Wednesday, December 16, 2009

Rick DiPietro: A Case Study

rick dipietro injured
Rick DiPietro, initially slated for a mid-December return, had a set-back in his rehab from knee injury. The Islanders are seeking additional medical opinions on their young netminder who left an AHL game last Friday with leg stiffness. It was only his second game of a conditioning assignment. He hasn’t played in the NHL since last January. Since signing a 15-year, $67.5 million contract before the start of the 2006-2007 season DiPietro has played a total of 130 games. However, he has only played five since last season. This is only one of the major reasons teams should be wary of signing their players to such long-term deals.

The DiPietro deal was perplexing on multiple levels. First, he really only had one good year prior to the contract extension. In the year before the lockout he won 23 games with a 2.36 GAA and .911 save percentage. He even recorded 5 shutouts. After sitting out the lockout, DiPietro returned with mediocre numbers in 2005-2006 and was then rewarded with his major deal. I can’t fault the Isles for re-signing their franchise goalie, but the term is ridiculous. How can you give a 15-year deal to a young player you don’t really know much about. It wasn’t like he was consistently producing since draft day. The second reason this deal was perplexing is because the Islanders already locked up a 28 year-old Alexei Yashin for 10 years and $87.5 million in 2001. Didn’t they learn after Yashin’s production declined precipitously to the point where the Isles bought him out in March 2007? In fact, the Isles will be paying for Yashin until the 2015.

The Islanders case study should be a warning to the rest of the league. Long-term deals are very risky. I guess the real effects of these long-term contracts won’t be realized until the next decade when many of today’s stars begin to age. Over the past years we’ve seen long-term deals given to Marian Hossa (12 years, $62.8 million), Duncan Keith (13 years, $72 million), Henrik Zetterberg (12 year, $73 million), Johan Franzen (11 years, $43.5 million), Mike Richards (12 years, $69 million), Vincent Lecavalier (11 years, $85 million), Roberto Luongo (12 years, $64 million), and Alexander Ovechkin (13 years, $124 million). This does not even include players like Chris Pronger who signed long-term deals in their mid-30s that will last until their early 40s.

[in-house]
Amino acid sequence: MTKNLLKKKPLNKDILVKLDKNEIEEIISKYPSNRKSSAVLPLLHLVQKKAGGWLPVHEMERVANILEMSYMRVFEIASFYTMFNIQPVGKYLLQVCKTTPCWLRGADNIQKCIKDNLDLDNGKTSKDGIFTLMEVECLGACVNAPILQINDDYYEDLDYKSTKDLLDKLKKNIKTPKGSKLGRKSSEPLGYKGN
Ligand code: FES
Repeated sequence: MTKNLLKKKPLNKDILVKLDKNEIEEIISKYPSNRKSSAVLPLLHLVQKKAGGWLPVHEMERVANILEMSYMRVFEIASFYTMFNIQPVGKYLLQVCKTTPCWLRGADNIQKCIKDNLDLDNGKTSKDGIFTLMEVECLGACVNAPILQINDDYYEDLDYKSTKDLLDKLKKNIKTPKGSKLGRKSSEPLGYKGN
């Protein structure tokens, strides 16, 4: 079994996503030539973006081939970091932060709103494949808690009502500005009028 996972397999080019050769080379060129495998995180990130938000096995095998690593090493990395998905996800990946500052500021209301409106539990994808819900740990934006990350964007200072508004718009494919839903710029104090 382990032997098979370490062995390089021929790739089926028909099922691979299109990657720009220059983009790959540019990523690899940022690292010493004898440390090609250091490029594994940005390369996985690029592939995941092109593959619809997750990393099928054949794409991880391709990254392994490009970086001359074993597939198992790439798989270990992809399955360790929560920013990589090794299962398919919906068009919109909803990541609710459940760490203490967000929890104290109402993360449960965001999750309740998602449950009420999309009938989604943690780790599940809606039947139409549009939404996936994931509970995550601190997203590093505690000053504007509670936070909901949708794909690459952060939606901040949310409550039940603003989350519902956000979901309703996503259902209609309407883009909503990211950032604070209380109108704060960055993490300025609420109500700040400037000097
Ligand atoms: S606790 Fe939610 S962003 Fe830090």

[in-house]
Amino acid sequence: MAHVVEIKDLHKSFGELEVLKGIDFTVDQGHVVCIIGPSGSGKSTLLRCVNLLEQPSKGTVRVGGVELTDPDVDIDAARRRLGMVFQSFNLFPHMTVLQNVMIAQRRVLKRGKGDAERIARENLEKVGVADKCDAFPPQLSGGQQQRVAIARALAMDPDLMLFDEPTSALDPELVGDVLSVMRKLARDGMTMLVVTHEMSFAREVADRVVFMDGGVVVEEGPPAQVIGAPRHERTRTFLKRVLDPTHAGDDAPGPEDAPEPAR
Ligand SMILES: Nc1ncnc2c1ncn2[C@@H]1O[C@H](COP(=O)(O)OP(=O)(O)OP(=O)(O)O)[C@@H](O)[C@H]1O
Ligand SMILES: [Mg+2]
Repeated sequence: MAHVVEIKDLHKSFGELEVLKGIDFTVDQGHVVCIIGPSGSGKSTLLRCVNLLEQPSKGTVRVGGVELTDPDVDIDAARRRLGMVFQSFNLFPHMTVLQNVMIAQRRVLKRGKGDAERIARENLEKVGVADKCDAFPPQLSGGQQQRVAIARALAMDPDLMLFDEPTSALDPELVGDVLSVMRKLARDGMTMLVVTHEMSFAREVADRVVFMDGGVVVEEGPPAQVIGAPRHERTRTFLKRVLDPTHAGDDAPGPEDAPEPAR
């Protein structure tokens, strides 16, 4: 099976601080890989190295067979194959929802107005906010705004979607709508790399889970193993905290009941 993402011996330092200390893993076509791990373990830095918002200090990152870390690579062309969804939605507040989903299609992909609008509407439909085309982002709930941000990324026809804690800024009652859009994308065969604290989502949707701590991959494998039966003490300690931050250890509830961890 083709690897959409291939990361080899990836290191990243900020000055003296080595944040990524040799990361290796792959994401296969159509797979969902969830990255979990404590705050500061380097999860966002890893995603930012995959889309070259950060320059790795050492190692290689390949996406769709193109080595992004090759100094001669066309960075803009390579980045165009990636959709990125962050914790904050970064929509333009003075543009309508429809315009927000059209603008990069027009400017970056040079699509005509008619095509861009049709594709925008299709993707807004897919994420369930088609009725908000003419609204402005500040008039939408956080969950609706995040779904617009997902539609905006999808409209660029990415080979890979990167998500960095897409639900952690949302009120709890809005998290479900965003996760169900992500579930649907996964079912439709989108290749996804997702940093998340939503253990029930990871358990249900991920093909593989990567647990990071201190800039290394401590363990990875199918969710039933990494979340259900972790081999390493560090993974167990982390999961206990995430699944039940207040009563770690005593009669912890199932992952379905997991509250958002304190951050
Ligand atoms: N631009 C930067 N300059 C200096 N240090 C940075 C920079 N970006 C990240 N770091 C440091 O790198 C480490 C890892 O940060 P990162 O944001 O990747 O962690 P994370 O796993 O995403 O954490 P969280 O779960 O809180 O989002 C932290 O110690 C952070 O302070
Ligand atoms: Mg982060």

Each of these deals has varying degrees of risk to them. The Mike Richards deal is probably the safest considering the reasonable cap hit and the contract will conclude before he is 35. Both the Hossa and Lecavalier deals are probably the riskiest considering they were both signed close to 30 years old and are signed until their early 40s. These deals are risky because there is no way that near the end of these deals, when they are mid-to-late 30s, these players can match their production in the 20s.

Currently, in the top-30 of NHL scoring there are only five players in their 30s. The oldest is Martin St. Loius, who is 34. The others are Joe Thornton (30), Patrick Marleau (30), Jarome Iginla (32), and Tomas Kaberle (31). More than half of the players in the top-30 in scoring are 25 or younger. There are only seven players within the top-100 in NHL scoring that are 35 or older. If the Lightning feel disappointment over Lecavalier’s lack of current production, they should dread what he’ll look like when they’re paying him almost $8 million as a 39-year-old. There are very few cases where someone in their late 30s or early 40s can play at such a high level to command that much money. In fact, I can only think of one, Nicklas Lidstrom. Unless the NHL becomes a game dominated by older players, which doesn’t happen in any major sport, these deals will be burdens on their teams.

I suppose in some cases there is an implicit understanding that these players will retire before their contract expires, allowing the team to alleviate itself from their cap pressure. Maybe that sounds good to the player now, but what about when they’re older and realize they have a free pay cheque waiting for them even if they are physically unable to play? Rick DiPietro is benefiting from that now and he isn’t even 30.

These deals represent the type of short-sighted nature characteristic of most GMs. The deals do allow teams to be more competitive in the short-term, but at a long-term cost. These deals allow teams to sign their stars at a lower cap hit, which allows them to sign higher talent to supplement these stars. So, since the window of opportunity in the NHL is brief these deals can’t be entirely trashed. But, if a team doesn’t win a cup during the time when their stars with long-term deals are productive, then they might be forced into a prolonged period of decline. Remember, there was a point when Alexei Yashin scored 94 points. There are no examples of successful teams that employ an unproductive player taking such a large amount of cap space. These deals can become especially burdensome if the salary cap decreases.

I think more teams should follow the strategy of the Penguins, who signed both Crosby and Malkin to reasonable five-year deals. These deals will end when both players are in their late 20s and gives the Pens the flexibility to re-evaluate their talent at an older age. It also keeps both players hungry. I see no reason a 42-year old Marian Hossa will have the same desire to play at as high a level as he did before he hit unrestricted free agency. Even if he does have the drive, I doubt his body will be able and at that point the Hawks will be paying a lot of money for a third or fourth line player.

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